Making his producing debut in 2014, Guttenberg was confident and told this editor, “Arnie is my leader. I do what he wants. Plus, the food is good.” One of the most important duties of a Theatre Palisades producer is to make sure the cast is well-fed.

In describing the difference between acting on stage and film, Guttenberg said: “Stage is a blast when you are sailing along. When it’s stuck [not working], it’s not so fulfilling.”

By contrast, “With film you only have to hit a home run once every set up.”

When Wishnick and Guttenberg learned that tickets were scarce for opening night, they were delighted but also wary.

“I’m waiting for my invitation,” Guttenberg said. “As of today, I’m number eight on the waiting list.”

Asked if his producing partner could help him out, he replied, “Arnie is number seven.”

Guttenberg grew up on Long Island and started his acting career in 1976, when he was 17. He flew to Hollywood. His parents gave him $300 and two weeks.

After landing, he found his way into Paramount Studios and took over an office in the Lucille Makeup Building. He strung a phone line from a nearby stage and started making calls to casting directors, agents and producers.

Whenever anyone pressed him for credentials, Guttenberg turned the tables by asking for their name so he could report them to his father whom he said ran the studio.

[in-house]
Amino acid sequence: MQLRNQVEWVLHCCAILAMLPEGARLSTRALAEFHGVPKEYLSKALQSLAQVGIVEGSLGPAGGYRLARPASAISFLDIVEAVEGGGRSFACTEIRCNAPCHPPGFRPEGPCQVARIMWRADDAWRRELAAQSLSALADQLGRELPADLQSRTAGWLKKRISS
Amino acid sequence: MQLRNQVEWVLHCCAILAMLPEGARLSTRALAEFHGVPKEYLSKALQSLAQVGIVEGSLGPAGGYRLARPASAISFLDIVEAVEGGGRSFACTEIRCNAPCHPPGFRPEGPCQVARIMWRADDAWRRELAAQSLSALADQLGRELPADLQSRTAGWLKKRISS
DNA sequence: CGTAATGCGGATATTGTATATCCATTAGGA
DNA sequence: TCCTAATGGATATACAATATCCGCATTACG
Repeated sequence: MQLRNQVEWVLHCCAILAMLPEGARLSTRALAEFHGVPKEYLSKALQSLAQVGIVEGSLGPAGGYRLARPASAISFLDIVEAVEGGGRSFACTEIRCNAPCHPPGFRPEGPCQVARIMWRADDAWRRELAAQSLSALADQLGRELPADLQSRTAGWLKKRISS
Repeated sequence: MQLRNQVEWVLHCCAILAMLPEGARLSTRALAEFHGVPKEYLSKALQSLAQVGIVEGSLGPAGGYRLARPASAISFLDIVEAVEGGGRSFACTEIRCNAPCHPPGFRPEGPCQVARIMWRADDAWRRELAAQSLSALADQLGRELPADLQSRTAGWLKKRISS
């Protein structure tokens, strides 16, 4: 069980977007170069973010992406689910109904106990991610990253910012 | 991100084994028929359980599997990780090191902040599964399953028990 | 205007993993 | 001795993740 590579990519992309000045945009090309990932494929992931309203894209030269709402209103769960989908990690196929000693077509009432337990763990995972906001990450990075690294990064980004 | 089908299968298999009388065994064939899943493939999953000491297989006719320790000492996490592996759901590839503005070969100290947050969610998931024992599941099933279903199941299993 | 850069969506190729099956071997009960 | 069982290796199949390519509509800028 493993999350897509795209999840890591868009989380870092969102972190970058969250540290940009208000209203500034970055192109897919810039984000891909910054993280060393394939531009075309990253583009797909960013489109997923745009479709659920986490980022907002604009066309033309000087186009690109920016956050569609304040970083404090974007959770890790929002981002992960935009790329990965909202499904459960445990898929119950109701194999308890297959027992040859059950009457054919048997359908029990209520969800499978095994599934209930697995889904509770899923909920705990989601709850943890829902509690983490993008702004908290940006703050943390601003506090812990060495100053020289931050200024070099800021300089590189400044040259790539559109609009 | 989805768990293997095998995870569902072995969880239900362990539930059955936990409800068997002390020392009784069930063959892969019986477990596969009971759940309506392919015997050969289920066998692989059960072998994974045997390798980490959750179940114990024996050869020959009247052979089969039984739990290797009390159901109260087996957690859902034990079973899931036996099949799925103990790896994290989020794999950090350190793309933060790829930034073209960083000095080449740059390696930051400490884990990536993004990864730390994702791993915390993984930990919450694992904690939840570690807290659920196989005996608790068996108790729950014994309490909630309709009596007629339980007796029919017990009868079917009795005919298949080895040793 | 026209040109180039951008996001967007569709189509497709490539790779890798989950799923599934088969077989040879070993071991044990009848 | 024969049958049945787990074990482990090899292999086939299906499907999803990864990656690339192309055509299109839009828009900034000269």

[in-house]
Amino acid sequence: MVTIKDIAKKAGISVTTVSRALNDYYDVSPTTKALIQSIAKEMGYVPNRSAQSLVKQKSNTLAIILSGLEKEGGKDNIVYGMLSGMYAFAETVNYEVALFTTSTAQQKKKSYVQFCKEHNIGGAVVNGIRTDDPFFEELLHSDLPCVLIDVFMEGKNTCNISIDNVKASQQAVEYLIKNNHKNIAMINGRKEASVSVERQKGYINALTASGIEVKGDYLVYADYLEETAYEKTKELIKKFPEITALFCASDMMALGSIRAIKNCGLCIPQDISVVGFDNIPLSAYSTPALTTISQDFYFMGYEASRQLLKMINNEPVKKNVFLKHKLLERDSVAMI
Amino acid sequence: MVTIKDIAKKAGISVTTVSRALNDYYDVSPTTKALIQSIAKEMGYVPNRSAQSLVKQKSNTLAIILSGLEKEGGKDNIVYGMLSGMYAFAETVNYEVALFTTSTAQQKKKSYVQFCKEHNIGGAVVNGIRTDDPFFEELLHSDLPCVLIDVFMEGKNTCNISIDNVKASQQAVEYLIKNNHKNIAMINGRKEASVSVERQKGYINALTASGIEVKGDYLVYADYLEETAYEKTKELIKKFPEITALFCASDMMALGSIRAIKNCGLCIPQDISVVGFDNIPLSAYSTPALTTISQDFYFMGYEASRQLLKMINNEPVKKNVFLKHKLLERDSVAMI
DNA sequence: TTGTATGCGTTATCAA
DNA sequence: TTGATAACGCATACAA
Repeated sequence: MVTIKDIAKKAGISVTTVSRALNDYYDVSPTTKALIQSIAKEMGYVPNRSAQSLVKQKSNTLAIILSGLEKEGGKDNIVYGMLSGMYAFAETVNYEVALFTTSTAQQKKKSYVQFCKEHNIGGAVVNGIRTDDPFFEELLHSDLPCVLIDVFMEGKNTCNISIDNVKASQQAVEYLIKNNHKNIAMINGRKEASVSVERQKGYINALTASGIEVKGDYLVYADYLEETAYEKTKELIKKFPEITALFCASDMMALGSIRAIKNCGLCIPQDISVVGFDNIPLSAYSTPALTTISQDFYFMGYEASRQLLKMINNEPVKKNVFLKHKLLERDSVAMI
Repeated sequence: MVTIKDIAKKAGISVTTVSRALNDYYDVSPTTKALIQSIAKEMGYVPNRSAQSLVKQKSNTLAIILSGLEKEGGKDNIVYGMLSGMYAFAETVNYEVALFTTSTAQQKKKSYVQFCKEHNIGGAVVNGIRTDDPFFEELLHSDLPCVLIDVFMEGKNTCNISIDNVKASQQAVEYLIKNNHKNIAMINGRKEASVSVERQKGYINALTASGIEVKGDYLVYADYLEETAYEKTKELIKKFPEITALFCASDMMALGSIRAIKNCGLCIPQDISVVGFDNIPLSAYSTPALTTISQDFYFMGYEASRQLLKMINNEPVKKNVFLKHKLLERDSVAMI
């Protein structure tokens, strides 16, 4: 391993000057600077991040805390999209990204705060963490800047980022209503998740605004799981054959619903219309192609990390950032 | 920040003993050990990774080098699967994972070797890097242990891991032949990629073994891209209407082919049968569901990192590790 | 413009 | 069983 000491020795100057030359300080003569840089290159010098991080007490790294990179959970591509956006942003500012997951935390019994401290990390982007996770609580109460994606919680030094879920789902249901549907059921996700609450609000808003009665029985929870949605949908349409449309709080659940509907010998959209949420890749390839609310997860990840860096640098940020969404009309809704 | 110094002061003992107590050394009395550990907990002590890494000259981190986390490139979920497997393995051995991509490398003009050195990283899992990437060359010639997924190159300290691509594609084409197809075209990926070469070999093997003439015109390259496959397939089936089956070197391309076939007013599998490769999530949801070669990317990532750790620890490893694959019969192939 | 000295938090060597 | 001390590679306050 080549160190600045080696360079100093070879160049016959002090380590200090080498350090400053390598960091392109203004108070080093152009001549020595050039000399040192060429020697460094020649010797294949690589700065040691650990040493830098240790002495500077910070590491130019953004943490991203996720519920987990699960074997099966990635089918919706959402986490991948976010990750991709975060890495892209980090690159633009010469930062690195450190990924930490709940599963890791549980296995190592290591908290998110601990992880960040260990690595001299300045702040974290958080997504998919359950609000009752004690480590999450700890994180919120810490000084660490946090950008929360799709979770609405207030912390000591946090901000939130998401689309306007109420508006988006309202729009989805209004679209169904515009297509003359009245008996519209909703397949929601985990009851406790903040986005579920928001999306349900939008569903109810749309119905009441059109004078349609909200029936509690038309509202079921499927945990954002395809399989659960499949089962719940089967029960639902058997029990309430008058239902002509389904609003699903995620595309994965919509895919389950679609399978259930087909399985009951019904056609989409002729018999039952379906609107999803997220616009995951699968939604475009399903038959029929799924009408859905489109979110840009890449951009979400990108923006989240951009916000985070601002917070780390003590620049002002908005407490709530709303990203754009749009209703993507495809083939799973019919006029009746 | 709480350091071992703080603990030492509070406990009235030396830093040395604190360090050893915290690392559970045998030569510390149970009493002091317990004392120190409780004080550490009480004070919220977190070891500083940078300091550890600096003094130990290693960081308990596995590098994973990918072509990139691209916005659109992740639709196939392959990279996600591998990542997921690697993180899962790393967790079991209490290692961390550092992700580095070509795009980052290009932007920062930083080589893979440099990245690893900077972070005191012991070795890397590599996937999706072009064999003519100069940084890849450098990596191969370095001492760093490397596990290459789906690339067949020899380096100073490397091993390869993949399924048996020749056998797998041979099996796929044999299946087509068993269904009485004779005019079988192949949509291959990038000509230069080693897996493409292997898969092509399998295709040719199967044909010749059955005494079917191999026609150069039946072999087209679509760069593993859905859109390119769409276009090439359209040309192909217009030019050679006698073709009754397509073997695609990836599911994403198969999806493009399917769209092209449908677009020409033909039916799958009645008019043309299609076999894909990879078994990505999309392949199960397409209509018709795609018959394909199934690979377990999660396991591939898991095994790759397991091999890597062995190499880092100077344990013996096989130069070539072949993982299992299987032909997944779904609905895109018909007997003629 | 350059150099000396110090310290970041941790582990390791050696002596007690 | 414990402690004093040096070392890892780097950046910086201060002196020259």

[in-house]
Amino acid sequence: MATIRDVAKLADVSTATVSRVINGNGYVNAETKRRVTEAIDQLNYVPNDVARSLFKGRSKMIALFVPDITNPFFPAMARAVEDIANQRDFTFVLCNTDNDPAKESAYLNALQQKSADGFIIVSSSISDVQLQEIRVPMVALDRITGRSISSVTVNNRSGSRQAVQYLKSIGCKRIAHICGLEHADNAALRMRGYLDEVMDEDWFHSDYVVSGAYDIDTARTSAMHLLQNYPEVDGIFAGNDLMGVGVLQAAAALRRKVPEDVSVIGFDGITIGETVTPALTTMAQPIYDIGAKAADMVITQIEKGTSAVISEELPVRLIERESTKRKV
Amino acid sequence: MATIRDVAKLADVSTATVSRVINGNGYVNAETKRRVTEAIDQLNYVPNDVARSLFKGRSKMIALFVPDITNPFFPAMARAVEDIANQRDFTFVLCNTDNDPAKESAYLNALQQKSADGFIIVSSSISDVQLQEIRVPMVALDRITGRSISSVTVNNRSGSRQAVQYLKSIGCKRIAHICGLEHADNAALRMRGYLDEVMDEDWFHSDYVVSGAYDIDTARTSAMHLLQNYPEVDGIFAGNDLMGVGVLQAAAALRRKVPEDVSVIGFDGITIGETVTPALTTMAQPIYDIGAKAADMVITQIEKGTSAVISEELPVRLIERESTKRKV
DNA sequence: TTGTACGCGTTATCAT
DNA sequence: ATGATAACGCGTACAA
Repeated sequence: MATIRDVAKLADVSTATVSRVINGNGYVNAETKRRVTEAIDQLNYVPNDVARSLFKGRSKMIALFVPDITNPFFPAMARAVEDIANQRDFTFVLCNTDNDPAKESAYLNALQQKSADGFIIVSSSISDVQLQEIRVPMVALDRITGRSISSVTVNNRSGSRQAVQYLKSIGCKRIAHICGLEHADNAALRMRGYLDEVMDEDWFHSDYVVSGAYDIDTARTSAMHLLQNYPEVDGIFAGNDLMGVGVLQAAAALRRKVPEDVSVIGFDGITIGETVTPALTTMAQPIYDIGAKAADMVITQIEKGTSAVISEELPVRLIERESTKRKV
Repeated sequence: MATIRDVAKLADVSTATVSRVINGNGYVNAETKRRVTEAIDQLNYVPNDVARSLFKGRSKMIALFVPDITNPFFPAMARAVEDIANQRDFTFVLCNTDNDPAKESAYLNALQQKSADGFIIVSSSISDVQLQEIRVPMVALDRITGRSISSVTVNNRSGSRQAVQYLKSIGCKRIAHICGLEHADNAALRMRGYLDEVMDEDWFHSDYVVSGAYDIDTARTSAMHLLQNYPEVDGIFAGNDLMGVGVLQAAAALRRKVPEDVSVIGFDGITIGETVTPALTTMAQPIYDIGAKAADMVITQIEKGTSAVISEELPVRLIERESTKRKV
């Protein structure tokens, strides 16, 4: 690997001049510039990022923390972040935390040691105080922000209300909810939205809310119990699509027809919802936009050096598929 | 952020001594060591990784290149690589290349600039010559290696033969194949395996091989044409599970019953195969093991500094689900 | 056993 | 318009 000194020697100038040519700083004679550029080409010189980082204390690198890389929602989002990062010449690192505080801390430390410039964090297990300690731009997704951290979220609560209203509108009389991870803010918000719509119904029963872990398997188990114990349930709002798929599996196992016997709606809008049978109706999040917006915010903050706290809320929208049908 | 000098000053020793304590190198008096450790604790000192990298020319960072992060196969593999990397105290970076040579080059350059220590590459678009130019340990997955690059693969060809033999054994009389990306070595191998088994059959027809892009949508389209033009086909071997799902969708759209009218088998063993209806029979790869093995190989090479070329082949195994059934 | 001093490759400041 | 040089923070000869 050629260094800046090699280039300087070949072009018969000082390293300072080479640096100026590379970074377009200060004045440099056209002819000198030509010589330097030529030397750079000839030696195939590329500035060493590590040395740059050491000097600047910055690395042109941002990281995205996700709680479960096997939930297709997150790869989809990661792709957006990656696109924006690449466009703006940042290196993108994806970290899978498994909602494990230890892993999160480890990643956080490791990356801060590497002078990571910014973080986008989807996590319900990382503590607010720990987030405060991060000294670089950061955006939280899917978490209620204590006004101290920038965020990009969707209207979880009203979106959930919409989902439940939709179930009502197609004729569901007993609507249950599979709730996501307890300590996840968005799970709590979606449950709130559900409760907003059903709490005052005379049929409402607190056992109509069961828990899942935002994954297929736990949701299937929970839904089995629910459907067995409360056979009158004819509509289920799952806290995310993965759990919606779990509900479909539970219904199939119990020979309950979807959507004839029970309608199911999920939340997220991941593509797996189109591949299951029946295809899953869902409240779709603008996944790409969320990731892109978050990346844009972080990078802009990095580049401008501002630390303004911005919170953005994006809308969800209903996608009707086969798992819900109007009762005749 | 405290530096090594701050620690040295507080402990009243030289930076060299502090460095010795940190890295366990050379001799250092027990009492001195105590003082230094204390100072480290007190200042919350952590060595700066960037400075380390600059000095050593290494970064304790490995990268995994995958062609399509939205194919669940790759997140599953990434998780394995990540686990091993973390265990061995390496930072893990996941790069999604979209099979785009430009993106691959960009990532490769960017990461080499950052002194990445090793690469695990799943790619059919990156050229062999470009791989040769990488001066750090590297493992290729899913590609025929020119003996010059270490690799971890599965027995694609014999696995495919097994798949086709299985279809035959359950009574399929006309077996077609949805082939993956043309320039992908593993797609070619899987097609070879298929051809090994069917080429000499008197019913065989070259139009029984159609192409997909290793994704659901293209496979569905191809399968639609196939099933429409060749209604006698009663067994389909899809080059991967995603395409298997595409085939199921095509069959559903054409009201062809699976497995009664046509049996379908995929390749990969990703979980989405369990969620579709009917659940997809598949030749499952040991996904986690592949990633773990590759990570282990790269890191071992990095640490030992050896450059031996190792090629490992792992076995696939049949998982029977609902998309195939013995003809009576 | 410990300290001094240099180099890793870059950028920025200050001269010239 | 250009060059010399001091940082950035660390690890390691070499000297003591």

Guttenberg soon landed a Kentucky Fried Chicken commercial, which led to the television movie Something for Joey and films The Chicken Chronicles and Rollercoaster.

Yet after a year in Hollywood, he decided it wasn’t for him, and he went home and enrolled in State University of New York at Albany. He was only three months into the semester when a Hollywood producer called and offered him a co-starring role with Gregory Peck in “The Boys from Brazil.”

He talked it over with his dad because Steve had qualms about an actor’s lifestyle and the uncertainty of being a freelance worker. After speaking to both parents, he went to bed.

He recalls, “I woke up the next morning with my dad sitting at the foot of my bed.”

“Anything, Steven?” his dad asked.

“I want to do it, Dad.”

“Good choice,” his dad said. “And let’s see what happens next. That’s the excitement of life—what’s next.”

Guttenberg told Circling the News, “I’ve lived that way ever since.”

Look for him this summer in the movie Floaters, directed by Rachel Israel. Co-stars Jackie Tohn and Sarah Podemski return to work at their childhood Jewish summer camp. Their job? To mentor the camp’s misfits, aka the “floaters.”

“The cast of this movie is honestly bananas – it’s so Jewish and so iconic,” said one reviewer.

Guttenberg will also be in a series on ABC this fall, High Potential.

If you want to check in with him before watching him in the parade, go to his Instagram account @steveguttenberg.

 

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One Response to Grand Marshal Steve Guttenberg Brings Optimism to the Fourth

  1. M says:

    A wonderful choice. Congratulations to PAPA and Steve for this choice.